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How the Food Movement Is Gaining Strength

Ocean Robbins

More and more people are realizing that our food chain is in crisis. Agribusiness has made profits more important than your health -- more important than the environment -- and more important than your right to know how your food is produced.

The United States now spends nearly 20 percent of GDP on health care, but levels of obesity, diabetes and chronic illness are higher than ever.

Perhaps because so many people are suffering, beneath the surface, a revolution has been building.

From rural farms to urban dinner plates, from grocery store shelves to state ballot boxes, ever more people are finding their voices and taking action. If you believe in taking responsibility for your health, if you believe there is an important link between the quality of the food you eat and the quality of your life, you are part of this movement.

In the seven years after my dad and colleague, John Robbins, released the first edition of his landmark bestseller Diet for a New America in 1987, beef consumption in the United States dropped by 19 percent. The National Cattlemen's Association, not pleased, pointedly blamed Diet For A New America. Since then, beef consumption has continued to slowly drop, while organic food sales have increased over 26-fold, to now exceed four percent of market share.



This month marks the release of the 25th anniversary edition of Diet For A New America, and it couldn't come at a more opportune time. People are taking an increasing interest in the way that the animals raised for food are treated. In fact, a poll conducted by Lake Research partners found that 94 percent of Americans agree that animals raised for food on farms deserve to be free from cruelty. Nine U.S. states have now joined the entire European Union in banning gestational crates for pigs, and Australia's two largest supermarket chains now sell only cage-free eggs in their house brands.

The demand is growing for food that is organic, sustainable, fair trade, GMO-free, humane, and healthy. In cities around the world, we're seeing more and more farmer's markets (a nearly three-fold increase in the last decade), and more young people getting back into farming. Grocery stores (even big national chains) are displaying local, natural and organic foods with pride. The movements for healthy food are growing fast, and starting to become a political force.

Earlier this year, California voters put an initiative on the ballot that called would have mandated the labeling of food containing GMOs. Monsanto and their buddies in the pesticide and junk food business were forced to spend $46 million burying California's voters under an avalanche of deception in order to narrowly defeat California's Proposition 37 in the November election. Although they won the battle, more than six million California voters had come out in favor of the "right to know." It was clear that the natural foods movement was becoming a political force to be reckoned with.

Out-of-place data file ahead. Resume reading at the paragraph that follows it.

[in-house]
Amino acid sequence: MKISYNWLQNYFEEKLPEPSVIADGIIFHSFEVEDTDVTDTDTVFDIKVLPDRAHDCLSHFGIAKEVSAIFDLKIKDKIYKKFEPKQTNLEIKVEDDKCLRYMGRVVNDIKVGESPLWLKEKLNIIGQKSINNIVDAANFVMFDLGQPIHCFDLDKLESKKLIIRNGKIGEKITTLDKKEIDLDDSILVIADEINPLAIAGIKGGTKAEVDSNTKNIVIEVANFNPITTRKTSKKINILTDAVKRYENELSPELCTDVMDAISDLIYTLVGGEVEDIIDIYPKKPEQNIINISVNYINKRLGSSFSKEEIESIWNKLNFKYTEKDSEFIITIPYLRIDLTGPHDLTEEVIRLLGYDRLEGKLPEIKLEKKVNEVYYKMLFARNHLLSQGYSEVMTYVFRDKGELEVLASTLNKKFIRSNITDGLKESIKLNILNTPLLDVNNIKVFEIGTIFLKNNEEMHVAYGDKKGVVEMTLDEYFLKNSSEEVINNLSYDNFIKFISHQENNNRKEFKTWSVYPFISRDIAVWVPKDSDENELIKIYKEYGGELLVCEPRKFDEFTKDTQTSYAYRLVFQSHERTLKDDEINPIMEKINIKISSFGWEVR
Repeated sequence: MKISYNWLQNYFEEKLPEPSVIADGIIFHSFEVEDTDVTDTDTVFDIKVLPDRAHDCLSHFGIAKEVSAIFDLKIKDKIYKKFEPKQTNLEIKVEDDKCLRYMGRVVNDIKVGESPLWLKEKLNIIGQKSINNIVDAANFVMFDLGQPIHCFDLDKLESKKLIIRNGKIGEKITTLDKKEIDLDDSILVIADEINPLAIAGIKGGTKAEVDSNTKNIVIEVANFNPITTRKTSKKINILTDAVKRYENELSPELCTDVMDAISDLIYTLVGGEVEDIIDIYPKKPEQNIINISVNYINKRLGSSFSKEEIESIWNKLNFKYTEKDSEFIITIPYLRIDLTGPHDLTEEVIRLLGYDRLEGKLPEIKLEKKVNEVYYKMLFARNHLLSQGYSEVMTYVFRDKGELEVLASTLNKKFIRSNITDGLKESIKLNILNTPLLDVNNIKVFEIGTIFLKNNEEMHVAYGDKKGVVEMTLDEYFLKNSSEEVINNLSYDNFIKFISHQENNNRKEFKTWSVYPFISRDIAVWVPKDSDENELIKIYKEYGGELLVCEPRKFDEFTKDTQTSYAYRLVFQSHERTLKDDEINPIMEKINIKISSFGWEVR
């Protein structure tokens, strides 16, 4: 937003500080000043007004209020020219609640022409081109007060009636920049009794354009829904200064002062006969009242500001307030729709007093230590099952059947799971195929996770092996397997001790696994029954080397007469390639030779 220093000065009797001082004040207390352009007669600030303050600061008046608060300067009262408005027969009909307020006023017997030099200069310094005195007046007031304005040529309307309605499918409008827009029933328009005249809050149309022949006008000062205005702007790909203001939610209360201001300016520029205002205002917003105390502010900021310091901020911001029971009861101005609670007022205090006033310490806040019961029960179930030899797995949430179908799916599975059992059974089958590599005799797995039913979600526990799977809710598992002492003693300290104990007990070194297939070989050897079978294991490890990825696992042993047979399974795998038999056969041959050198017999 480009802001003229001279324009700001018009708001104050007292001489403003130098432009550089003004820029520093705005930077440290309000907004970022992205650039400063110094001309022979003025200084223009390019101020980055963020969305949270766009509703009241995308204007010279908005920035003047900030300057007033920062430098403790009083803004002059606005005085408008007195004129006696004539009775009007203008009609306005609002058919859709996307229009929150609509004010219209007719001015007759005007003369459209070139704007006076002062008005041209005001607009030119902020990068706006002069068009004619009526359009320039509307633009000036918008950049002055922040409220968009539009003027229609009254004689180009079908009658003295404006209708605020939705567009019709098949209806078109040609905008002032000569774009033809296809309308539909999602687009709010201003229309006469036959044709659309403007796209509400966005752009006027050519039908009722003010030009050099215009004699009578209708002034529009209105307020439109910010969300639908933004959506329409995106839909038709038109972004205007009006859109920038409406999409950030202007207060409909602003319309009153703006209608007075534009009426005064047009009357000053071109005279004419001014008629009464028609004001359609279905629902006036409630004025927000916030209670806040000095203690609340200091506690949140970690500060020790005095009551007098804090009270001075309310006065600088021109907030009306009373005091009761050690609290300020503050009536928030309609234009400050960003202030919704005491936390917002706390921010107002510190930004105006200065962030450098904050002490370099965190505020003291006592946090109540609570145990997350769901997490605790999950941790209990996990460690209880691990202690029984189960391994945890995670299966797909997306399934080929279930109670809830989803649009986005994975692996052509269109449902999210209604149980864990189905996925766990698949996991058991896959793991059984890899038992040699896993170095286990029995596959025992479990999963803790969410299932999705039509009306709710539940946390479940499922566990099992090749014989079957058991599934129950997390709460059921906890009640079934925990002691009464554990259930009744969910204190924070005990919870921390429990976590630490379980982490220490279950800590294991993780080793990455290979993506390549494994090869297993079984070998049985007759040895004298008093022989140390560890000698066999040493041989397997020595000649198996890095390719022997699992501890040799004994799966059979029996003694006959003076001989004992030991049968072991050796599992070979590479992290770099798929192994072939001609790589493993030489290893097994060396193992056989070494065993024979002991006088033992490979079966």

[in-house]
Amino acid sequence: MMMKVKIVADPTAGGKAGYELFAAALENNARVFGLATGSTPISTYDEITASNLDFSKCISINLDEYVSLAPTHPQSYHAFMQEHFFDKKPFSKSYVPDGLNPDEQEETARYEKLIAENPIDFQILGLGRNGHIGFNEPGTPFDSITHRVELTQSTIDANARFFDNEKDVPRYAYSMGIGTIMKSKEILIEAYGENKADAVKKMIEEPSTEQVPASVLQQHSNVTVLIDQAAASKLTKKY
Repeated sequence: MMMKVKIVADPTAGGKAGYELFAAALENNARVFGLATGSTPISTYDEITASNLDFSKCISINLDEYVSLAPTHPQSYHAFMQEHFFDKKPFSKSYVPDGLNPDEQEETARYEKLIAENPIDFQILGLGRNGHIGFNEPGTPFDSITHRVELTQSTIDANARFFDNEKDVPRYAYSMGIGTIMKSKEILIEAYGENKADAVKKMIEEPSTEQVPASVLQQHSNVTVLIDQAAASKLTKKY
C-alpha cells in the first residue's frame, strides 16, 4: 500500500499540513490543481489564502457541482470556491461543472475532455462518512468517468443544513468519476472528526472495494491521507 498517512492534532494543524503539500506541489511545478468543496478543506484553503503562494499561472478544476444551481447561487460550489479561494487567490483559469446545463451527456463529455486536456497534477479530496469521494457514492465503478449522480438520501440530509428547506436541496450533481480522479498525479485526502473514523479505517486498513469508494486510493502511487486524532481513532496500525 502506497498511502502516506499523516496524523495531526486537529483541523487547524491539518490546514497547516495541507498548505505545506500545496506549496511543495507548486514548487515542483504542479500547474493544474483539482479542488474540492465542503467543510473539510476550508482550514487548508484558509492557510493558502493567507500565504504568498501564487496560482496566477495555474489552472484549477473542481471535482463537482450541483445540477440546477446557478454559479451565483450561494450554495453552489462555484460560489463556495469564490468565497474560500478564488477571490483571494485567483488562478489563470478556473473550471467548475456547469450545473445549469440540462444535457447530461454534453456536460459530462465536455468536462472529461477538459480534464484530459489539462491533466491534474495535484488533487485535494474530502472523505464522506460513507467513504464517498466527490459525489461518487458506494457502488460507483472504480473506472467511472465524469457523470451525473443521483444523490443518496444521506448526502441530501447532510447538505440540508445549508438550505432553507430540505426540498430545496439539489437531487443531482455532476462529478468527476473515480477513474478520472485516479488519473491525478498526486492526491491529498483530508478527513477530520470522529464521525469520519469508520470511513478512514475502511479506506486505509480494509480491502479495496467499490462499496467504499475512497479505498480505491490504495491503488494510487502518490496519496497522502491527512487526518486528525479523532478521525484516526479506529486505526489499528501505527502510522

Now organizers in 30 other states have begun building GMO labeling campaigns, and efforts to improve treatment of animals, to make factory farms pay for the pollution they produce, and to reform the food offered in school lunches are all gaining strength.

What You Can Do

Go to the movies.
Eric Schlosser's Food, Inc., Drs. Caldwell Esslestyn and T. Colin Campbell's Forks Over Knives, and Jeffrey Smith's Genetic Roulette are some of the most popular and insightful films currently on the market.

Boycott the bad guys. Many people are choosing to boycott companies that oppose labeling of GMOs, that treat farm animals cruelly, or that profit from the sale of junk food. Other consumers are choosing to buy from the good guys. For example, the non-profit Non-GMO Project, which offers a third party certification program, has now verified 764 products, and had a record-shattering 189 new enrollment inquiries in October. You can also check out the farmer's market nearest you.

Sign petitions for GMO labeling. Want to work for policy change? A team of organizations, led by Care2 and the Food Revolution Network, have launched a petition demanding that Congress label GMOs, and it has already generated more than 65,000 signatures. And last year's JustLabelIt petition to the FDA, which generated more than 1.3 million signatures, is being revived in hopes that the FDA might eventually dig itself out of Monsanto's back pocket.

Get politically engaged. For the passionate activist, there's always more you can do, like lobbying your member of Congress, your mayor, your governor, your local media outlets, or your relatives. You can also join the Humane Society's campaign for farm animal protection, or Farm Sanctuary's work for animal welfare legislation.

Get engaged and informed. For a directory of organizations working for healthy, sustainable and humane food, as well as free access to dozens of cutting edge articles and tools to help you make a difference, you can join the Food Revolution Network. Or check out the newly released 25th anniversary edition of Diet for a New America, the book that helped to launch the modern food movement.

Big agribusiness would probably like us all to sit alone in the dark, munching on highly processed, genetically engineered, chemical-laden, pesticide-contaminated pseudo-foods. But the tide of history is turning, and regardless of how much they spend attempting to maintain their hold on our food systems, more and more people are saying No to foods that lead to illness, and YES to foods that help us heal.


Our work is licensed under Creative Commons (CC BY-NC-ND 3.0). Feel free to republish and share widely.

Ocean Robbins

Ocean Robbins serves as adjunct professor at Chapman University and is co-host (with best-selling author John Robbins) and CEO of the 85,000 member Food Revolution Network.
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